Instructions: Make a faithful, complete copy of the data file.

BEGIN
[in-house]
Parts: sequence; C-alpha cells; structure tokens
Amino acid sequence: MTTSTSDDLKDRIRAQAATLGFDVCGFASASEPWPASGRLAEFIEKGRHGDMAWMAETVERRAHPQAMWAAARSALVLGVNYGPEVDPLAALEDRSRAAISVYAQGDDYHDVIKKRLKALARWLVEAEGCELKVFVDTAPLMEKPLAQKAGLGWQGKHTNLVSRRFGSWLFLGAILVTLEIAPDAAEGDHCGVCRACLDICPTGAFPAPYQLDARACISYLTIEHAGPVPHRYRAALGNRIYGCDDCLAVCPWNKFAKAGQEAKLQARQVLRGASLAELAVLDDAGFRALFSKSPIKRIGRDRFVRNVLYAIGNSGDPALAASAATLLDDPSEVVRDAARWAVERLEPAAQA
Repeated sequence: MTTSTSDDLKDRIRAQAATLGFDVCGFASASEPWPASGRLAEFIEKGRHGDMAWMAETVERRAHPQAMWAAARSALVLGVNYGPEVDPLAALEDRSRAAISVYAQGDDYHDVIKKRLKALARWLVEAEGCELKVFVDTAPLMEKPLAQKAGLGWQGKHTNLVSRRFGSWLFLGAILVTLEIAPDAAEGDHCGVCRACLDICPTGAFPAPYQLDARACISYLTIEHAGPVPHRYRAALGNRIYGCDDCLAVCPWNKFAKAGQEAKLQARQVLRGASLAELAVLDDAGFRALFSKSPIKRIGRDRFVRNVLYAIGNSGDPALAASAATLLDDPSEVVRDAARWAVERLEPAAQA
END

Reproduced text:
[in-house]
Parts: sequence; C-alpha cells; structure tokens
Amino acid sequence: MTTSTSDDLKDRIRAQAATLGFDVCGFASASEPWPASGRLAEFIEKGRHGDMAWMAETVERRAHPQAMWAAARSALVLGVNYGPEVDPLAALEDRSRAAISVYAQGDDYHDVIKKRLKALARWLVEAEGCELKVFVDTAPLMEKPLAQKAGLGWQGKHTNLVSRRFGSWLFLGAILVTLEIAPDAAEGDHCGVCRACLDICPTGAFPAPYQLDARACISYLTIEHAGPVPHRYRAALGNRIYGCDDCLAVCPWNKFAKAGQEAKLQARQVLRGASLAELAVLDDAGFRALFSKSPIKRIGRDRFVRNVLYAIGNSGDPALAASAATLLDDPSEVVRDAARWAVERLEPAAQA
Repeated sequence: MTTSTSDDLKDRIRAQAATLGFDVCGFASASEPWPASGRLAEFIEKGRHGDMAWMAETVERRAHPQAMWAAARSALVLGVNYGPEVDPLAALEDRSRAAISVYAQGDDYHDVIKKRLKALARWLVEAEGCELKVFVDTAPLMEKPLAQKAGLGWQGKHTNLVSRRFGSWLFLGAILVTLEIAPDAAEGDHCGVCRACLDICPTGAFPAPYQLDARACISYLTIEHAGPVPHRYRAALGNRIYGCDDCLAVCPWNKFAKAGQEAKLQARQVLRGASLAELAVLDDAGFRALFSKSPIKRIGRDRFVRNVLYAIGNSGDPALAASAATLLDDPSEVVRDAARWAVERLEPAAQA